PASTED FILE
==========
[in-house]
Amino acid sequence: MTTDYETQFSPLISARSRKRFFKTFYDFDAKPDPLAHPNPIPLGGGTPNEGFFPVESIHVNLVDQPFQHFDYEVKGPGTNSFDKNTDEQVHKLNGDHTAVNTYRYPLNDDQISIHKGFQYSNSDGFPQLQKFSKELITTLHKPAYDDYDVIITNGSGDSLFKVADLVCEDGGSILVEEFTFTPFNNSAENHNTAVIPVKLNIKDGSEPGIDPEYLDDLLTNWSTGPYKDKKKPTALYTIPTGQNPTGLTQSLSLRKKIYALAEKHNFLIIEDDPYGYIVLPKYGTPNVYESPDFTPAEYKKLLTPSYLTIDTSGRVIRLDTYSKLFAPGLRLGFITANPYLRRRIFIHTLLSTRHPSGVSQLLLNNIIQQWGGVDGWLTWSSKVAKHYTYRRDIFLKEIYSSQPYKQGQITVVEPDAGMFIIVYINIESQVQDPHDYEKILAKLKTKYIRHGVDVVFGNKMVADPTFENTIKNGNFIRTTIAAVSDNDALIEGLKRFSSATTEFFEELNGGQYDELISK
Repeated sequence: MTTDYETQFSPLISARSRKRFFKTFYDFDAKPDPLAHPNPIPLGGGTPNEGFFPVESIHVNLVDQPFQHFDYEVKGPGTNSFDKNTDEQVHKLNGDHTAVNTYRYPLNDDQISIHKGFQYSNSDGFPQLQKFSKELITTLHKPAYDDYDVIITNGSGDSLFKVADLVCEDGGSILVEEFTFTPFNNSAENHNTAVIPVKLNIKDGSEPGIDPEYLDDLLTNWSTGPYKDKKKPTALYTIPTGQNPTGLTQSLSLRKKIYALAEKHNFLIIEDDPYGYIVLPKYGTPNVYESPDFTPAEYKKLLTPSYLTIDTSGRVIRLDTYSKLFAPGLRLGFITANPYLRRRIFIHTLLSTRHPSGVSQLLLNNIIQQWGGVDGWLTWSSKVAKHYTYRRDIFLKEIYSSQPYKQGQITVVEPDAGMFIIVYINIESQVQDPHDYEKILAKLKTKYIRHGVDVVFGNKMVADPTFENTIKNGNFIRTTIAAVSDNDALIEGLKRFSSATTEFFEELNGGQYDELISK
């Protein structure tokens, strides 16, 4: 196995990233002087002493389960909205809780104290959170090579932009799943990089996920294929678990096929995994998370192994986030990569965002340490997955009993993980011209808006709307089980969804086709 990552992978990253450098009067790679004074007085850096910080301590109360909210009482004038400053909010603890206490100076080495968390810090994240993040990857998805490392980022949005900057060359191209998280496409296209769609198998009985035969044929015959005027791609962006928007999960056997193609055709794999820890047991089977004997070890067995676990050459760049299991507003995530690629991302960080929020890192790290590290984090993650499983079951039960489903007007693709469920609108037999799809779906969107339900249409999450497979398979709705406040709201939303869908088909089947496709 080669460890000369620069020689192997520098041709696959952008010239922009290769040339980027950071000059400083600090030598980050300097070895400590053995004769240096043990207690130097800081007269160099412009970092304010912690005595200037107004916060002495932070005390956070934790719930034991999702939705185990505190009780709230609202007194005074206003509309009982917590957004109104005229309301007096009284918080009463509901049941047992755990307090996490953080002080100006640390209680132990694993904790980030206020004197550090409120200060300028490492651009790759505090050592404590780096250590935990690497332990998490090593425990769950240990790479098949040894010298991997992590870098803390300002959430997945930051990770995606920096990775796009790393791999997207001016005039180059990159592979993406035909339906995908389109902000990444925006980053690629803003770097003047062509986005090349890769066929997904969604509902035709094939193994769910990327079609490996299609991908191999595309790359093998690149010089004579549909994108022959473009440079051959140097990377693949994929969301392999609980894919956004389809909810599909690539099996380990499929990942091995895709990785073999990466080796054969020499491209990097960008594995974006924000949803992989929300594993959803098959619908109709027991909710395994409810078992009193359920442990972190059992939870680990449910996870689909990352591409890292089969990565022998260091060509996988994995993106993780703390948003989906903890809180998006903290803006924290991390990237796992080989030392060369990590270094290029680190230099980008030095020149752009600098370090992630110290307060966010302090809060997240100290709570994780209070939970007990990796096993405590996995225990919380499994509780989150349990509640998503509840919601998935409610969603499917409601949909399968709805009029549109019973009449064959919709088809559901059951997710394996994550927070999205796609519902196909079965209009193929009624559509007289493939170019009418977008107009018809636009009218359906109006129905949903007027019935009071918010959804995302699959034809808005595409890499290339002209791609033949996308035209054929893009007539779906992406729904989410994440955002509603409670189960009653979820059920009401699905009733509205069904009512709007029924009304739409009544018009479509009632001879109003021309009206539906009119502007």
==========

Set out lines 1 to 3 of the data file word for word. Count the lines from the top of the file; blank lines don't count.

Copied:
[in-house]
Amino acid sequence: MTTDYETQFSPLISARSRKRFFKTFYDFDAKPDPLAHPNPIPLGGGTPNEGFFPVESIHVNLVDQPFQHFDYEVKGPGTNSFDKNTDEQVHKLNGDHTAVNTYRYPLNDDQISIHKGFQYSNSDGFPQLQKFSKELITTLHKPAYDDYDVIITNGSGDSLFKVADLVCEDGGSILVEEFTFTPFNNSAENHNTAVIPVKLNIKDGSEPGIDPEYLDDLLTNWSTGPYKDKKKPTALYTIPTGQNPTGLTQSLSLRKKIYALAEKHNFLIIEDDPYGYIVLPKYGTPNVYESPDFTPAEYKKLLTPSYLTIDTSGRVIRLDTYSKLFAPGLRLGFITANPYLRRRIFIHTLLSTRHPSGVSQLLLNNIIQQWGGVDGWLTWSSKVAKHYTYRRDIFLKEIYSSQPYKQGQITVVEPDAGMFIIVYINIESQVQDPHDYEKILAKLKTKYIRHGVDVVFGNKMVADPTFENTIKNGNFIRTTIAAVSDNDALIEGLKRFSSATTEFFEELNGGQYDELISK
Repeated sequence: MTTDYETQFSPLISARSRKRFFKTFYDFDAKPDPLAHPNPIPLGGGTPNEGFFPVESIHVNLVDQPFQHFDYEVKGPGTNSFDKNTDEQVHKLNGDHTAVNTYRYPLNDDQISIHKGFQYSNSDGFPQLQKFSKELITTLHKPAYDDYDVIITNGSGDSLFKVADLVCEDGGSILVEEFTFTPFNNSAENHNTAVIPVKLNIKDGSEPGIDPEYLDDLLTNWSTGPYKDKKKPTALYTIPTGQNPTGLTQSLSLRKKIYALAEKHNFLIIEDDPYGYIVLPKYGTPNVYESPDFTPAEYKKLLTPSYLTIDTSGRVIRLDTYSKLFAPGLRLGFITANPYLRRRIFIHTLLSTRHPSGVSQLLLNNIIQQWGGVDGWLTWSSKVAKHYTYRRDIFLKEIYSSQPYKQGQITVVEPDAGMFIIVYINIESQVQDPHDYEKILAKLKTKYIRHGVDVVFGNKMVADPTFENTIKNGNFIRTTIAAVSDNDALIEGLKRFSSATTEFFEELNGGQYDELISK